_{1}, *y*
_{1}) and (*x*
_{2}, *y*
_{2}) at the *z* plane is given by

$$\phantom{\rule{8.2em}{0ex}}\times \mathrm{exp}\left[-\frac{{\left({x}_{1}-{x}_{2}\right)}^{2}}{2{\delta}_{\mathit{ij}}^{2}{Q}_{x}}-\frac{{\left({y}_{1}-{y}_{2}\right)}^{2}}{2{\delta}_{\mathit{ij}}^{2}{Q}_{y}}\right]\mathrm{exp}\left[-\frac{\mathit{i\omega}\left({x}_{1}^{2}-{x}_{2}^{2}\right)}{2c{R}_{x}}-\frac{\mathit{i\omega}\left({y}_{1}^{2}-{y}_{2}^{2}\right)}{2c{R}_{y}}\right]$$

where

and

Assume the optical system consists of an astigmatic lens located at the plane *z*=0 and the separation between the lens and observation *z* plane, we have

where *f* is the focal length of the lens. *Q _{x}*,

*Q*and

_{y}*R*,

_{x}*R*in Eqs.(8) and (9) change to

_{y}and

Equation (7) is the analytical formula for an EGSM beam passing through an astigmatic lens. With the help of Eqs.(7), (11), (12) and (3)-(5), we can determine how various spectra, coherence and polarization of EGSM beams passing through an astigmatic lens.

## 3. Numerical calculations and discussions

To simplify the analysis, we assume that *A _{x}*=

*A*=

_{y}*A*,

*B*=1,

_{xx}*B*=B,

_{yy}*B*=

_{xy}*B*=0. On substituting from Eqs.(1) and (2) into Eq.(5), we readily obtain the expression for the polarization at the plane

_{yx}*z*=0 as

We will now study numerically the behavior of spectra, coherence and polarization of EGSM beams passing through an astigmatic lens using Eqs.(7), (11), (12) and (3)-(5). We choose *P*
^{(0)}=0.5 (i.e., the case of a partially polarized beam) and present some numerical examples in Figs.1-10 to show the influence of astigmatic coefficient *C*
_{6} on the spectral degree of polarization, spectra and coherence of EGSM beams, respectively.

In Fig.1 we present the spectral degree of polarization of the EGSM beam in the *x*-*z* plane. It can be seen from Fig.1 that the astigmatism affects the spectral degree of polarization, and the distribution of spectral degree of polarization is different for different values of *C*
_{6}. In Fig.2 we give the spectral degree of polarization of the EGSM beam in the *y*-*z* plane. The corresponding results for the aberration-free case of *C*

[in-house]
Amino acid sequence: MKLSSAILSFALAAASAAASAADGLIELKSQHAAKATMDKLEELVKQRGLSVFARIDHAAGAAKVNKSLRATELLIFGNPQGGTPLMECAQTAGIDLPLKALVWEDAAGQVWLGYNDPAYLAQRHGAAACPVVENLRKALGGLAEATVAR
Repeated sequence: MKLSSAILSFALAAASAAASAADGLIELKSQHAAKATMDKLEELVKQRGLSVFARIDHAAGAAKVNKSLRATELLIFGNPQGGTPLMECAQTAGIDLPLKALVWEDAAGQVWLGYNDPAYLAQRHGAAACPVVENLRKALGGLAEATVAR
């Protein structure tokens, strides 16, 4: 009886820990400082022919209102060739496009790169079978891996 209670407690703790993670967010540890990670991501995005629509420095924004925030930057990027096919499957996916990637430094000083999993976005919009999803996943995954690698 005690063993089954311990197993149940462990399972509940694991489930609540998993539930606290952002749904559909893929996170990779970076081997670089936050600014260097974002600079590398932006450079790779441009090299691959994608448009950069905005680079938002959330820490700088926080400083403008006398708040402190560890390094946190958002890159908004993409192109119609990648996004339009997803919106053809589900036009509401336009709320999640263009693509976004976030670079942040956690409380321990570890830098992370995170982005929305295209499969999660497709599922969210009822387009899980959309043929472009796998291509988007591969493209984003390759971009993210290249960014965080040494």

_{6}=0 the distribution of spectral degree of polarization in the *y*-*z* plane depicted in Fig. 2(a) is same behavior in the *x*-*z* plane in Fig. 1(a). For the cases of *C*
_{6} ≠ 0, the distribution of the spectral degree of polarization in the *x*-*z* plane is different from that in the *y*-*z* plane, and the distribution of spectral degree of polarization in the *y*-*z* plane is nearly *z* axis as *z*>400mm. The main reason for this phenomenon is the astigmatism of lens. In addition, from Fig.2 we see that there is a narrow band of higher degree of polarization close to *z*=0.32m for *C*
_{6}=0.3×10^{-3}mm^{-1} in Fig. 2(c) and *z*=0.3m for *C*
_{6}=0.5×10^{-3}mm^{-1} in Fig. 2(d), and numerical results show that the strongly elliptical plots appear in the *x*-*y* plane. The results can be interpreted as follows. In the *y*-*z* plane, for a fixed value *y* near *z*-axis, there is a maximum of the spectral degree of polarization close *z*=0.3m at larger the astigmatism of lens for *C*
_{6}=0.3×10^{-3}mm^{-1} and 0.5×10^{-3}mm^{-1} in Figs. 2(c) and 2(d).

Figure 3 and Fig.4 give the distribution of spectral degree of polarization in the *x*-*y* plane for the aberration-free case of *C*
_{6}=0 and aberration case of *C*
_{6}=0.3×10^{-3}mm^{-1}, respectively. In Fig.3, for the aberration-free case of *C*
_{6}=0 the distribution of spectral degree of polarization in the *x*-*y* plane is of circular symmetry. In Fig.4, for the aberration case of *C*
_{6}=0.3×10^{-3}mm^{-1} the distribution of spectral degree of polarization is of elliptical distributions at *z*=300mm, 500mm and 600mm(see Figs.4(a), 4(c) and 4(d)) because of the astigmatism of lens. In Fig.5, the EGSM source is changed with the correlation length *δ _{yy}* increased from 0.2 to 0.4mm.

In Fig.6, we further investigate the behavior of the spectral degree of polarization for the on-axis point in the focused field. In Fig.6(a), we plot the variation of the on-axis spectral degree of polarization with different values of *C*